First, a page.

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Woman facing mental health crisis says she was refused a face-to-face with doctor at Vernon hospital

The woman’s TikTok video has been viewed more than 218,000 times
A woman has shared her encounter with a nurse at Vernon Jubilee Hospital in a pair of videos on TikTok, saying she received insufficient care while experiencing a mental health crisis at the hospital. (Savanna Hedstrom/TikTok)

Warning: This story contains subject matter related to suicide that may be disturbing to some readers

A woman’s unfortunate encounter with a nurse at Vernon Jubilee Hospital (VJH) has gone viral with hundreds of thousands of people viewing the video she shared to social media.

But while the woman was upset by her treatment at the hospital while she was going through a mental health crisis, she says she doesn’t want to encourage hate toward hospital staff; she only wants to spread awareness about mental health crises and the health care system.

Savanna Hedstrom recently shared a pair of videos to TikTok. Her fiancé, who was with her in the emergency ward at VJH, shot the videos.

Her initial video has been viewed more than 218,000 times with thousands of comments. Her second video has been viewed roughly 24,000 times as of Tuesday afternoon, March 21.

@savannaharmony #help #emergency #mentalhealth #hospital #blowthisup #anxiety #pleasehelp #panicattack ♬ original sound - Savanna Harmony Hedstrom

Hedstrom said she went to the hospital while suffering a mental health emergency. She stayed at the hospital for two days and one night. In another video providing further details of the situation, she said she was having thoughts of ending her life.

She said she suffers from anxiety, panic attacks and epilepsy.

The video shows Hedlund crying while talking to a nurse, shaking violently and asking why she isn’t able to see a doctor, while her fiancé and therapy dog are with her in the hospital ward.

“This nurse kicked me out when I tried to seek help to sewerslide. I need people to see how I was treated,” Hedstrom wrote on the now viral video. ‘Sewerslide’ is another word for suicide used on social media to avoid having a post that mentions suicide being flagged or hidden.

In the video, Hedstrom begs the nurse for her medication. In a subsequent video, she explains she brought her medications, which were prescribed to her, to the hospital. She says the nurses did not give her her morning medication until 3 p.m.

In the second video, the nurse asks Hedstrom to leave while she is still in a volatile state. Hedstrom is apologizing profusely while asking why the doctor will not see her.

The nurse says Hedstrom has “a responsibility to listen to me” while Hedstrom is asking to have her medications back and to see a doctor. The nurse asks Hedstrom if she would like her to explain the process and suggests making an appointment with the doctor.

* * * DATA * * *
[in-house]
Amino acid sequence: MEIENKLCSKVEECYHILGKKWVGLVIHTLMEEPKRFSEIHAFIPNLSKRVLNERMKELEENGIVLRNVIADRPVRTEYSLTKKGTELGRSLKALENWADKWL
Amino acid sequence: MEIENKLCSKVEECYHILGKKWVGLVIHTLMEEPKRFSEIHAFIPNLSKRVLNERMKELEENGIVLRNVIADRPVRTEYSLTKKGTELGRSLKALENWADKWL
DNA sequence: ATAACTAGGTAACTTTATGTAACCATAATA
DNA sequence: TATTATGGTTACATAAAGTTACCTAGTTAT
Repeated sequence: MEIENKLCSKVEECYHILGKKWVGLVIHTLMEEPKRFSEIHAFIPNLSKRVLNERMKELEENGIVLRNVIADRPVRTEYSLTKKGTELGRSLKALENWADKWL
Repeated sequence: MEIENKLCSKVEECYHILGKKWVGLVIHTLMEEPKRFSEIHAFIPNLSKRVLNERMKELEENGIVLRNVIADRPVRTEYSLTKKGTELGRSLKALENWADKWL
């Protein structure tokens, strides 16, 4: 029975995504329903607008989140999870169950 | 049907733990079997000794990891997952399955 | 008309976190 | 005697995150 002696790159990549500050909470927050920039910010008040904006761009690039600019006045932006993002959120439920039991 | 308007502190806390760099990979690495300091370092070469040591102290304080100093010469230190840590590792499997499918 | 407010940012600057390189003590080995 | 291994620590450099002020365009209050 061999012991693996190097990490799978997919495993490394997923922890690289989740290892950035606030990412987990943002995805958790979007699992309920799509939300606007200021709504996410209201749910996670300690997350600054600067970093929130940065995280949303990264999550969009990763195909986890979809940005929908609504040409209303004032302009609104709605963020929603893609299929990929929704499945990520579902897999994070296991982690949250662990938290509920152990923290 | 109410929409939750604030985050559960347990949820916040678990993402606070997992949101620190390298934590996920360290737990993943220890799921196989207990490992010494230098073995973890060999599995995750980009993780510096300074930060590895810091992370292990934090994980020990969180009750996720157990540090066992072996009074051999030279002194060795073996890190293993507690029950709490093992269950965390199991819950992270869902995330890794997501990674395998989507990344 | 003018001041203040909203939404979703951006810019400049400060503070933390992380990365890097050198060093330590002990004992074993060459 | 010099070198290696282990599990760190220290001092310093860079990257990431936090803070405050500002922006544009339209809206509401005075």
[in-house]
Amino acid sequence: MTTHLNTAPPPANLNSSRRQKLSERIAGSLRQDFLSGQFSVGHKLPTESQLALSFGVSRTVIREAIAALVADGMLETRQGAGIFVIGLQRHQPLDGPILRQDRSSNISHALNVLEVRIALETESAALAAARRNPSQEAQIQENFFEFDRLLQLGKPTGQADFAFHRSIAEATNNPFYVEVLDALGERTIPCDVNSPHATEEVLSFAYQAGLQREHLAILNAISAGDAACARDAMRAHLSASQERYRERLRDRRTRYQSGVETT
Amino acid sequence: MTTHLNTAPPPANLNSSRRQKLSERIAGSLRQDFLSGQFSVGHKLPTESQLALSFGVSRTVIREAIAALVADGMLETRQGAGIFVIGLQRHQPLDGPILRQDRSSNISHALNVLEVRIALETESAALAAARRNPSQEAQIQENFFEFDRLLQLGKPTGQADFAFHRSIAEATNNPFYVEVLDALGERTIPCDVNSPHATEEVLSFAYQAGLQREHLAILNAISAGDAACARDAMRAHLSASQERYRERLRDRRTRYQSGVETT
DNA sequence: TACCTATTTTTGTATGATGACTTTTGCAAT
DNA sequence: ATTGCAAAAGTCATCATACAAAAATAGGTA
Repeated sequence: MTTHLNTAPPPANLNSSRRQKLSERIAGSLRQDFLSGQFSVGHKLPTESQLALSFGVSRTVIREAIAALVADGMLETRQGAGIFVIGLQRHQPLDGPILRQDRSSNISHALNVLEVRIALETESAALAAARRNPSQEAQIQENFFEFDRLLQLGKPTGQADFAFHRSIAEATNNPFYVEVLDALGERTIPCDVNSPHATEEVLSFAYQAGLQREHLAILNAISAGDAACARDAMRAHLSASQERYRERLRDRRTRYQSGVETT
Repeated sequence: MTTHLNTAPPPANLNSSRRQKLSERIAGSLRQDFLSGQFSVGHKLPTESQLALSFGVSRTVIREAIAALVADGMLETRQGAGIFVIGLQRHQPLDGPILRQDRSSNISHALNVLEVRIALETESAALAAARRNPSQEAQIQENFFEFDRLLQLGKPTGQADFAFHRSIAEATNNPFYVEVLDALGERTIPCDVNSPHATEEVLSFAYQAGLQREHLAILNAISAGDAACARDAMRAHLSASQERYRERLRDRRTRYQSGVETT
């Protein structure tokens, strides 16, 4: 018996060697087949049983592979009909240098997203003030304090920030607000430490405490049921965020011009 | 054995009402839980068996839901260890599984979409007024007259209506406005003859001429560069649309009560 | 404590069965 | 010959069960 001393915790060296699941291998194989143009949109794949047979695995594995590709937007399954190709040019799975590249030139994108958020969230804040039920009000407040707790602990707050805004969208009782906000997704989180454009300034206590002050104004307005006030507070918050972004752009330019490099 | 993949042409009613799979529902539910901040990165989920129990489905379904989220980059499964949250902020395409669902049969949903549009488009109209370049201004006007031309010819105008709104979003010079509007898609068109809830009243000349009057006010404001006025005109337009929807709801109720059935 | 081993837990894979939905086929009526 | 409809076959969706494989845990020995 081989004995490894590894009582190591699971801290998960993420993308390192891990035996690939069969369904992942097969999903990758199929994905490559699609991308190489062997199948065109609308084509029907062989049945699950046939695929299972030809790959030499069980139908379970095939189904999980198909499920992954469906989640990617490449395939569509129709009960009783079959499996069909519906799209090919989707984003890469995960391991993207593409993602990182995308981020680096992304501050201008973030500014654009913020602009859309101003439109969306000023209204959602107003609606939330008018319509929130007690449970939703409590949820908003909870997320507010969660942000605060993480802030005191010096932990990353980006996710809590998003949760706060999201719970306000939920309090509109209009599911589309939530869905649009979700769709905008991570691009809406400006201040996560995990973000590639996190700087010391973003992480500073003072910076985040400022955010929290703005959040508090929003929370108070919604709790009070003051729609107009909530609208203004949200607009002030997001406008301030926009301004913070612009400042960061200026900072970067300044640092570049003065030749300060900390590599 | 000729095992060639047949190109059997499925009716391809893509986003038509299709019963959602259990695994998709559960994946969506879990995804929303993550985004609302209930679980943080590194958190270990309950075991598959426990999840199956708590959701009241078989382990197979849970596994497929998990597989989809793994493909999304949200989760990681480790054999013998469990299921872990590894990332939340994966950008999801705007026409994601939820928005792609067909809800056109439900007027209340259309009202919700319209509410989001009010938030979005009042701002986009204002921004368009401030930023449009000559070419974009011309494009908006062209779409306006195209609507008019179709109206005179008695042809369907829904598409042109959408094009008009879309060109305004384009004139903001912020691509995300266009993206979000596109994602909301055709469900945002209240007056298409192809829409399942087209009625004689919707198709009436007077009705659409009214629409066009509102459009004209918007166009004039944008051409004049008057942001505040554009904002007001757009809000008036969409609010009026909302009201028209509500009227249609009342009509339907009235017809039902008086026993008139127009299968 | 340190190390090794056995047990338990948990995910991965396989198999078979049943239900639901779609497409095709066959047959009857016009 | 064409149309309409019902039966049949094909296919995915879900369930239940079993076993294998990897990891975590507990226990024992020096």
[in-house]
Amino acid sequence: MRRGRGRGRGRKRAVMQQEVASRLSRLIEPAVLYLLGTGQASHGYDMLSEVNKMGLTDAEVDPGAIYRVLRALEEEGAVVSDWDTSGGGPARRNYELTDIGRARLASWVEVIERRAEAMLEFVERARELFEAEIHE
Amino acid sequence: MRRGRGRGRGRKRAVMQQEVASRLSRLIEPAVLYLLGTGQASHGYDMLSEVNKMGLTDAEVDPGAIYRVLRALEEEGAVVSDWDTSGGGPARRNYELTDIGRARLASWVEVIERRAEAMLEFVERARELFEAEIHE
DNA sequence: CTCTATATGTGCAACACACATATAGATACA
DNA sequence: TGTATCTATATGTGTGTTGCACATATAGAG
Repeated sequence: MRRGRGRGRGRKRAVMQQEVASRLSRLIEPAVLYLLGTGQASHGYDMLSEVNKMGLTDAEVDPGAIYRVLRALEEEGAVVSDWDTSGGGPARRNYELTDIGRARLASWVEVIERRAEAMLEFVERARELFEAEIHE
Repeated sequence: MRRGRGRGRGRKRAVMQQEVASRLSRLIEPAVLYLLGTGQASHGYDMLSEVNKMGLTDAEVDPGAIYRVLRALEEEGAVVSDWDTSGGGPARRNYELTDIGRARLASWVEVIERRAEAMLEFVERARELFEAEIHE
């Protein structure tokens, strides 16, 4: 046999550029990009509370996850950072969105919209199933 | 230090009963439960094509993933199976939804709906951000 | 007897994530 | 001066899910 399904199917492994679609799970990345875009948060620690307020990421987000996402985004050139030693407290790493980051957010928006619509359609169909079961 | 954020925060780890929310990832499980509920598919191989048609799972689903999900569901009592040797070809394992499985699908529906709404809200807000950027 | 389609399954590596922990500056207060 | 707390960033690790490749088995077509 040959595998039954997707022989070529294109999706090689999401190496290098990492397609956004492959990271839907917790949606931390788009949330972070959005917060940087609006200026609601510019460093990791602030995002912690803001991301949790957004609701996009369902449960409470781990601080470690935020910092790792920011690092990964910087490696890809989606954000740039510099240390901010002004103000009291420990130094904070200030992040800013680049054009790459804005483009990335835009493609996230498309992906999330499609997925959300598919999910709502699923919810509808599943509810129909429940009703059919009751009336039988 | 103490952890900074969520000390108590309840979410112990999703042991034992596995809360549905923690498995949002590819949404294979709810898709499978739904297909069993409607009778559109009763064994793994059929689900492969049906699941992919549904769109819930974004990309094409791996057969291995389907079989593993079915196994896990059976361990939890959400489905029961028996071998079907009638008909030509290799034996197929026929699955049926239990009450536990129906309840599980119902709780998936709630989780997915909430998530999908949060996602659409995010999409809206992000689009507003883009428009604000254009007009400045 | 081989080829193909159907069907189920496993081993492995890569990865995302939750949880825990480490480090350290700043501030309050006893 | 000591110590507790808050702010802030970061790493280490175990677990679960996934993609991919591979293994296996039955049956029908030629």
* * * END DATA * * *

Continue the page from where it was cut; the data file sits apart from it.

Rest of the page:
“Can I finish? … You are welcome to leave,” the nurse says. “Let me finish,” she repeats.

“We only went in there seeking a psychiatric evaluation and seeking a doctor’s help,” Hedstrom says in the follow-up video.

Hedstrom says she won’t name the nurse as she doesn’t want people to pile on her.

“She doesn’t deserve any hate, death threats or anything that she could received if I name dropped her,” Hedstrom says in the follow-up video.

Many of the comments on the videos express strong dismay towards the nurse and well wishes for Hedstrom.

In a statement to The Morning Star, Interior Health (IH) said: “Whenever someone comes to any hospital – especially when in a mental health crisis – we want to give them the quality care they need as quickly as we can. It’s clear that this individual has concerns with her experience at the Vernon Jubilee Hospital and we are happy to discuss those concerns directly with her through our patient care quality office or site leadership.”

IH also argued that the short videos do not provide the entire circumstances of the hospital visit.

“A TikTok video can not provide the full context of an emergency department visit and interactions between patients, staff, and physicians. This is especially true of situations that may relate to complex mental health situations. We urge people viewing this video to keep that in mind before judging anyone involved or mentioned.”

IH added: “We are disappointed that a visitor at an IH health care facility took video recordings without the consent of the people being recorded. The rules prohibiting images or recordings in health care settings without consent exist because it violates privacy laws and can potentially put people at risk.”

If you or someone you know is struggling with the thought of suicide, call the Interior Crisis Line Network at 1-888-363-CARE (2273) or use the chat service from 5 p.m. – 9 p.m., Thursday through Sunday, accessible through

Brendan Shykora

About the Author: Brendan Shykora

I started at the Morning Star as a carrier at the age of 8. In 2019 graduated from the Master of Journalism program at Carleton University.
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